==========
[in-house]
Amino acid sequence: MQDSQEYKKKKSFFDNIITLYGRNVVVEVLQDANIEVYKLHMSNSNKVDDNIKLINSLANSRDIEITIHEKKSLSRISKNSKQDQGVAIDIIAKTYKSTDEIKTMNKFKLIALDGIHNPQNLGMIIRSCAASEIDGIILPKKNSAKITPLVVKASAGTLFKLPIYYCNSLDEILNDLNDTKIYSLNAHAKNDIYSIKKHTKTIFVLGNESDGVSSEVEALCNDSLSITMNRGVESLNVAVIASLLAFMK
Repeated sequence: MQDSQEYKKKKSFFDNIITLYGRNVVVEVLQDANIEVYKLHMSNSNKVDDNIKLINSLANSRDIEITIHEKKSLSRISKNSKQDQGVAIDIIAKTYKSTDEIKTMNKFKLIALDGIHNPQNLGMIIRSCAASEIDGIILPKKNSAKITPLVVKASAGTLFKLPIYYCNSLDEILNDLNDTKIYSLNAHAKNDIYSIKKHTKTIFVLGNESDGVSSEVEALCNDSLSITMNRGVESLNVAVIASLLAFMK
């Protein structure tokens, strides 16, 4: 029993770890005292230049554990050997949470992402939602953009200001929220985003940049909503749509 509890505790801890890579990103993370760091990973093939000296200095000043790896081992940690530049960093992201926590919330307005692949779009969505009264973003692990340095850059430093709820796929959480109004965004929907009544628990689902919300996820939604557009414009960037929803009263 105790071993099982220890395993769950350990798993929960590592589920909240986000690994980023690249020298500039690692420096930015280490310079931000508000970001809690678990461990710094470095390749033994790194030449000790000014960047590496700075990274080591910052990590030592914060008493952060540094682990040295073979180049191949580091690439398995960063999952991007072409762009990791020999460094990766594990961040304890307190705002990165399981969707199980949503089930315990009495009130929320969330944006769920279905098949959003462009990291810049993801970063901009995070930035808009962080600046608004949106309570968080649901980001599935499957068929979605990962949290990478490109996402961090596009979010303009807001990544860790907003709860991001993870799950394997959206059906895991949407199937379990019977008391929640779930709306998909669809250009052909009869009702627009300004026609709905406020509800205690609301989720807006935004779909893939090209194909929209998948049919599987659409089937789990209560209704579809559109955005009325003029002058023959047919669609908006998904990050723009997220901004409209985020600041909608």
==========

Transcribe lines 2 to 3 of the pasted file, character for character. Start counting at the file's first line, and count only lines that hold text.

Amino acid sequence: MQDSQEYKKKKSFFDNIITLYGRNVVVEVLQDANIEVYKLHMSNSNKVDDNIKLINSLANSRDIEITIHEKKSLSRISKNSKQDQGVAIDIIAKTYKSTDEIKTMNKFKLIALDGIHNPQNLGMIIRSCAASEIDGIILPKKNSAKITPLVVKASAGTLFKLPIYYCNSLDEILNDLNDTKIYSLNAHAKNDIYSIKKHTKTIFVLGNESDGVSSEVEALCNDSLSITMNRGVESLNVAVIASLLAFMK
Repeated sequence: MQDSQEYKKKKSFFDNIITLYGRNVVVEVLQDANIEVYKLHMSNSNKVDDNIKLINSLANSRDIEITIHEKKSLSRISKNSKQDQGVAIDIIAKTYKSTDEIKTMNKFKLIALDGIHNPQNLGMIIRSCAASEIDGIILPKKNSAKITPLVVKASAGTLFKLPIYYCNSLDEILNDLNDTKIYSLNAHAKNDIYSIKKHTKTIFVLGNESDGVSSEVEALCNDSLSITMNRGVESLNVAVIASLLAFMK